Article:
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McVean Weekly Update – February 24, 2012

ARTICLE February 29, 2012

by Michael Drury, Chief Economist, McVean Trading & Investments, LLC
Taylor Somerville, CFA, Senior Economist, McVean Trading & Investments, LLC
Vadim Sinitsyn, Associate Economist, McVean Trading & Investments, LLC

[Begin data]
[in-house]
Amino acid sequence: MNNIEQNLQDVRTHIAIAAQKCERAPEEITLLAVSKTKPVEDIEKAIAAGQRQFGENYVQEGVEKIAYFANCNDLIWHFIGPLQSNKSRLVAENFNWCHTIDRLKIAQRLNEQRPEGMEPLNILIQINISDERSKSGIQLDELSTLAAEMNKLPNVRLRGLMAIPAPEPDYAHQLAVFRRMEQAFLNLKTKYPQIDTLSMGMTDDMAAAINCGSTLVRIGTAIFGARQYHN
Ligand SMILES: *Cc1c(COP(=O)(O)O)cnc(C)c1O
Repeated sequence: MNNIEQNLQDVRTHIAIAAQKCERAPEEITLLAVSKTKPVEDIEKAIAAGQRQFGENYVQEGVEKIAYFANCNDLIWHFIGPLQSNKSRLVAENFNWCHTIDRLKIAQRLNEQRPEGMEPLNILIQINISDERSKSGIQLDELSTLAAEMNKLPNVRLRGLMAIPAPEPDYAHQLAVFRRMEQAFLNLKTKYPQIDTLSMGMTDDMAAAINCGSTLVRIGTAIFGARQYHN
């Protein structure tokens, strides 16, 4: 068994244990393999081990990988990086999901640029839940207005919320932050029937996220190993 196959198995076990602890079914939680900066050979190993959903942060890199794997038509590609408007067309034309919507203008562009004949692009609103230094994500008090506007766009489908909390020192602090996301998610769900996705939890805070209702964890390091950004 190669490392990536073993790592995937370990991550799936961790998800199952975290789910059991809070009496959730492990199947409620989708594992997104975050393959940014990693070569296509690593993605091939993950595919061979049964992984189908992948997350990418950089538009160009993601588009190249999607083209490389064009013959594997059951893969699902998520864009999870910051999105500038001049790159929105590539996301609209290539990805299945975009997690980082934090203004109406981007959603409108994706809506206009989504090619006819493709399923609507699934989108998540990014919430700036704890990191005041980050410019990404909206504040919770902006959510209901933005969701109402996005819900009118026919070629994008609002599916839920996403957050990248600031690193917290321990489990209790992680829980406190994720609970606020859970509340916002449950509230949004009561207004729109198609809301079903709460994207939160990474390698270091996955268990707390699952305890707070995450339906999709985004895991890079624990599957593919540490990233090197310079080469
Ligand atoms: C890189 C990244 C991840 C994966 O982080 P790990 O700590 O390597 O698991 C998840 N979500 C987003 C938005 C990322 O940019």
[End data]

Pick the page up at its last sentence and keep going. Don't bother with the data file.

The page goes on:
Historically, economists have found that when a country’s per capita GDP exceeds $3,000 good things happen. Wealthier households begin to invest in durable goods, like automobiles and appliances – in essence shifting their savings into future consumable assets. The shift to durables requires heavier capital investment: 1) for plant and equipment to produce the durables; 2) for expansion of input industries like energy and steel; and 3) for infrastructure, like streets & highways, railways, and the electrical grid. During the building of these plants and infrastructure, incomes and employment are rising without any new consumer goods yet being produced. This raises the prices of existing goods and services, stimulating profits and further investment outside the durables industry. The scale of durable goods production also tends to stimulate urbanization, which leads to increased specialization and higher income growth. Finally, the increase in capital investment also generally requires a more mature financial system either through banking or securities (often from the government in the early phases of development). The spark of income levels high enough so that some consumers can make long sighted investments, rather than just fulfilling subsistence needs, results in a broadening of economic well being for the entire company.

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